The Economic Times reports that Gilead Sciences is collecting details and keeping track of patients purchasing generic versions of its blockbuster Hepatitis-C medicine Sofosbuvir in an effort to prevent diversion of stocks to outside markets.
In 2014, Gilead had voluntarily licensed the Hepatitis-C drug to seven Indian generic drug companies including Cipla, Ranbaxy, etc. According to the terms of the license, all these companies are allowed to set their own prices provided that royalties are paid to Gilead. The licensees are further allowed to sell the drugs in 91 developing countries. In India, Gilead has launched its own drug as well, at a price substantially lower than its US price. At the time of entering into the agreement, activists raised concerns that the list of countries excluded ‘better off’ developing countries such as China and Brazil, where patients would not be able to afford the $84,000 price tag for a 12 week course.
Now, Gilead has put in mechanisms in place to account for every dosage of the drug sold in Indian markets. As part of the mechanism, Gilead’s partners are collecting names and phone numbers of patients and keeping a record of the same. Economic Times reports that providing these details have been made a pre-condition for patients to access the drugs. In Pakistan and Egypt, the drug is only being sold to patients who return empty bottles. These stringent measures are being taken to prevent the drug from finding its way to markets outside the licensing agreement, into developed countries.
This move by Gilead raises serious questions of patient privacy and doctor-patient confidentiality. The Hippocratic oath which Doctors are morally bound by has the line “What I may see or hear in the course of the treatment or even outside of the treatment in regard to the life of men, which on no account one must spread abroad, I will keep to myself…” The principle is embodied in the Indian Medical Council Regulations for Professional Conduct as well. While it is unclear whether doctors are being forced to hand over patient details, if it is the case, it would be a serious breach of confidentiality.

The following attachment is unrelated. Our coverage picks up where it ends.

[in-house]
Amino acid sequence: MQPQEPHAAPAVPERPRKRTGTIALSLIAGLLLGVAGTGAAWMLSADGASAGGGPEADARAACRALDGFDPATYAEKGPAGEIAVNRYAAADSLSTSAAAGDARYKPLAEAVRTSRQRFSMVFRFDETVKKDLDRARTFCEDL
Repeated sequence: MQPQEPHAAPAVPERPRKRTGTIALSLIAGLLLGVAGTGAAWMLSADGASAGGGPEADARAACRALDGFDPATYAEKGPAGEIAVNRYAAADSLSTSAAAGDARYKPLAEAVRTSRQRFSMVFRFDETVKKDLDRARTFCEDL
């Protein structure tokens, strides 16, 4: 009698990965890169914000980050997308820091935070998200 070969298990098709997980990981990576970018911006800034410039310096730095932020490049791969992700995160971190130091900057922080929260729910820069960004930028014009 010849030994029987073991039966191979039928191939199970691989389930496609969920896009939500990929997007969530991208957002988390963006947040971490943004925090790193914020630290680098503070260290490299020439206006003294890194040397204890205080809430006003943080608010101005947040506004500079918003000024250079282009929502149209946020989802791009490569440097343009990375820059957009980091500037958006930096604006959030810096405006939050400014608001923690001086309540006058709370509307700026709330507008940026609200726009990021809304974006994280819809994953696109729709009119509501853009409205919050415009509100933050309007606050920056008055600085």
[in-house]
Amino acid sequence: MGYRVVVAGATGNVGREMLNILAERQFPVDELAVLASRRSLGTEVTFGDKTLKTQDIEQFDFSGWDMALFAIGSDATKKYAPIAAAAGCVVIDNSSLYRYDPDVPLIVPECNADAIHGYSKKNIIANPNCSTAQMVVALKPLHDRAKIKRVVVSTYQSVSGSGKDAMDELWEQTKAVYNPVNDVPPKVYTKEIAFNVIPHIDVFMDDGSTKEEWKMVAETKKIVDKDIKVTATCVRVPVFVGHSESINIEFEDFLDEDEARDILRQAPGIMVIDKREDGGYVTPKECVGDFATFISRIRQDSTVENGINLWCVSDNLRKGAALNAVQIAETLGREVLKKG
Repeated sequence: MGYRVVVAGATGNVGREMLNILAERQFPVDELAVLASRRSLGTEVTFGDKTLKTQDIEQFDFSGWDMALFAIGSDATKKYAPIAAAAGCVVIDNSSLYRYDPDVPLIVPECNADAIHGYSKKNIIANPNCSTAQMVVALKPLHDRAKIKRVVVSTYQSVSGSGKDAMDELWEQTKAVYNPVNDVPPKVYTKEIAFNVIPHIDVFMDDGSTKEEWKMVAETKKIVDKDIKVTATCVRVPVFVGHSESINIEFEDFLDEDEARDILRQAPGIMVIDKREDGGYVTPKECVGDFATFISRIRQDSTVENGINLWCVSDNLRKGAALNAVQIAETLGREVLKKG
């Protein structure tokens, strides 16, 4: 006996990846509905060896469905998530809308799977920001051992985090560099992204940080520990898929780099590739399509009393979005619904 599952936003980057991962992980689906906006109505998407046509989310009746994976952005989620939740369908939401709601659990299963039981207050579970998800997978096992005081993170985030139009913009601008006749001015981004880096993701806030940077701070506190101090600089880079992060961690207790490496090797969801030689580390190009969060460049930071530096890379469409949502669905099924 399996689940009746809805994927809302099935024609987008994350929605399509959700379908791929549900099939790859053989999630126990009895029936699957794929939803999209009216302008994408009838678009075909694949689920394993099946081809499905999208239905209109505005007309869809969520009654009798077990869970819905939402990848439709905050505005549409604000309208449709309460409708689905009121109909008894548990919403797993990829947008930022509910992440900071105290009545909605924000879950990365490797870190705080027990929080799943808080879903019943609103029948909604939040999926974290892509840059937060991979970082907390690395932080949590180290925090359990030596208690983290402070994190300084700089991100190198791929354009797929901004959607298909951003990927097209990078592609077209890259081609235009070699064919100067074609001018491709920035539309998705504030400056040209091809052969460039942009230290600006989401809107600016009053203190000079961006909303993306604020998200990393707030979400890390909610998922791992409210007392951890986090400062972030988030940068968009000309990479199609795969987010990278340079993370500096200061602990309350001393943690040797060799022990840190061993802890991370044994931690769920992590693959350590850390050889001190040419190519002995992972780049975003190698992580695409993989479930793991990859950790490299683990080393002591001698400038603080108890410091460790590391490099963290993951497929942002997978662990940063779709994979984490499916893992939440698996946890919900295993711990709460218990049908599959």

Patient privacy is important to create an atmosphere where patients are willing to seek medical advice especially for ‘controversial’ or ‘embarrassing’ diseases without having to worry about misuse or leakage of their personal data to other realms. It is unfortunately inadequately protected in the Indian framework independent of the rubric of Doctor-Patient confidentiality. While there are safeguards regarding handling patient information in Insurance Law (the IRDA (Third Party Administrators) Health Services Regulations, 2001, for example, strictly delineates under what circumstances Third Party Administrators and Insurance Companies may trade in information about patients), there are no regulations regarding how pharmacists should handle sensitive data. This document by Center for Internet and Society does a great job of analyzing the framework of patient privacy law in India.
In this case, it must be kept in mind that Hepatitis-C patients often overlap with HIV/AIDS patients, making privacy an especially important consideration. In X v. Hospital Z, the Supreme Court allowed the disclosure of a patient’s HIV+ status by the Hospital to the patient’s relatives and (fiancée). However, it was on the ground that it was an exceptional circumstance that involved the life of another individual.
The patient’s right to privacy may only be compromised in exceptional circumstances such as the above. Gilead’s concerns regarding leakage of the drug to developed markets may be valid; however, in the context of patient privacy, it is worrying that there are no regulations regarding what pharmacists can and cannot do with patient information.